The South and Southeast Asia Library which accommodates up to 30 people at any given time is not only an important space for scholars to drop in to consult with curators and access its special collections, but also helps in generating funds for research. UC Berkeley has an active ‘Institute for South Asia Studies’ (ISAS), which hosts numerous events, pulling many eminent American and international visitors.
Visitors who have spoken at ISAS on social and political issues include Kamala Harris, Zakir Husain, Mira Nair, Amartya Sen, Shashi Tharoor, Rahul Gandhi and Ravish Kumar.
The Executive Director of ISAS Dr Sanchita Banerjee Saxena knows that the library has been a selling point for South Asia studies at UC Berkeley, “In my 14 years, I have seen South Asian visitors - dignitaries, ambassadors, artists and authors - they request to visit it. A part of their visit was to attend or give a lecture at the institute, and part of their itinerary was to visit the ‘South Asia Library’. We have received a lot of competitive grants, because we speak about the collection and highlight that it is a dedicated library. It is different if the holdings are spread over the main library.”
Rallying for a Cause
South Asian scholars at UCB rallied to protect the South and Southeast Asia Library, as the university had proposed to dismantle it to accommodate more office cubicles. With no students and faculty on the campus because of the pandemic, there could not be any in-person efforts to save the library.
There are more than 20 libraries of various sizes on campus with Doe being the largest, in which the South and Southeast Asia Library is housed. Previously an undergraduate library, Moffitt is being converted into a special study space, which threatened the existence of the South and Southeast Asia Library.
The UCB had issued a ‘call for comment’ seeking suggestions for the proposed change to the South and Southeast Asia Library, as clarified by University Librarian Dr Jeffrey Mackie-Mason: “We always solicit comments from our users when we consider a major library reconfiguration.”
The reasons for the initiative included, “adding 25,000 square feet of engaging student learning space”. The administration proposed to close the smallest of campus libraries, and one that attracts low foot traffic, to support creating new, modern library space for students.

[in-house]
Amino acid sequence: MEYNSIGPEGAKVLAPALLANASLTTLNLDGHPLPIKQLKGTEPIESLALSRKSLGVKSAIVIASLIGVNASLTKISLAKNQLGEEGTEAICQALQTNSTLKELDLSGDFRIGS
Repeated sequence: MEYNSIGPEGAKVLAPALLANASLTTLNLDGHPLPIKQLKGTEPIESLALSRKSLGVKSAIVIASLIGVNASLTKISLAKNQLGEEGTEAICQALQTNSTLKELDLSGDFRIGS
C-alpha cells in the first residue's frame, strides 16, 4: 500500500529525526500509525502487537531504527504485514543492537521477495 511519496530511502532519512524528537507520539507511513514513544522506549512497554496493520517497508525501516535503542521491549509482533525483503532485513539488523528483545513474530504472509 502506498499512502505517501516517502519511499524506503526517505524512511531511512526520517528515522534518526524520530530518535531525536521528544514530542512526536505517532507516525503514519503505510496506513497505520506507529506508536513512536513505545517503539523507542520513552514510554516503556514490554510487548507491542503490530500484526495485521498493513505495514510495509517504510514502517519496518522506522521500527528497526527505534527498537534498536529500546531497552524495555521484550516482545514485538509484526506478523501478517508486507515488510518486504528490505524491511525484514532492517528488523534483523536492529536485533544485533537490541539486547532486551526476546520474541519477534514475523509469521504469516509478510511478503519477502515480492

South and Southeast Asia researchers disagreed with UC Berkeley’s logic that ‘finding and reading relevant South and Southeast Asian materials will actually be improved, by moving the small reading room collection to the same location as our much larger collection.’
In a world where we are not running documents to each other by hand anymore, UC Berkeley’s proposal to make office cubicles to improve workflow, did not going down well with South and South East Asia scholars, who perceive ‘work flow and efficiency’ differently.
Dr Paula Varsano maintained, “I don’t know what they are talking about. When you have that mindset, this library has very little relevance for anything you care about – you have to remember what a university is for.”
The outrage among the petitioners demanding that UCB not dismantle the South and Southeast Asia Library, was not only about losing their ‘beloved space where they feel at home’, but also about going against Berkeley’s fundamental values. Known the world over as an upholder of democratic values, UCB’s guiding principles include a commitment to diversity and inclusivity, in maintaining it as a research university of the highest caliber, that serves not only California & US, but also the world.
Kashi Gomez wrote a comment while signing the petition: “It is also a home for students who are experiencing the alienation of a large university and a safe space amid increasing anti-Asian violence. Berkeley’s commitment to equity/diversity/inclusivity are meaningless if there is no support for concrete resources.”
A Win in These Strange Times
UC Berkeley reiterated its values in the statement along with the withdrawal of the proposal, “You emphasised the library’s value as a beacon of inclusion. And we listened.”
This is especially significant as it comes amidst a spate of hate crimes against Asians in US. The library continues to be relevant with the recent turmoil in Myanmar, and religion becoming more prominent in South Asian politics – issues that South and Southeast Asian scholars at Berkeley are concerned about.
The pandemic had stalled the South and Southeast Asia Library’s 50th anniversary celebrations, but with UC Berkeley’s decision to give it a new lease of life, celebrations are in order on its 51st year.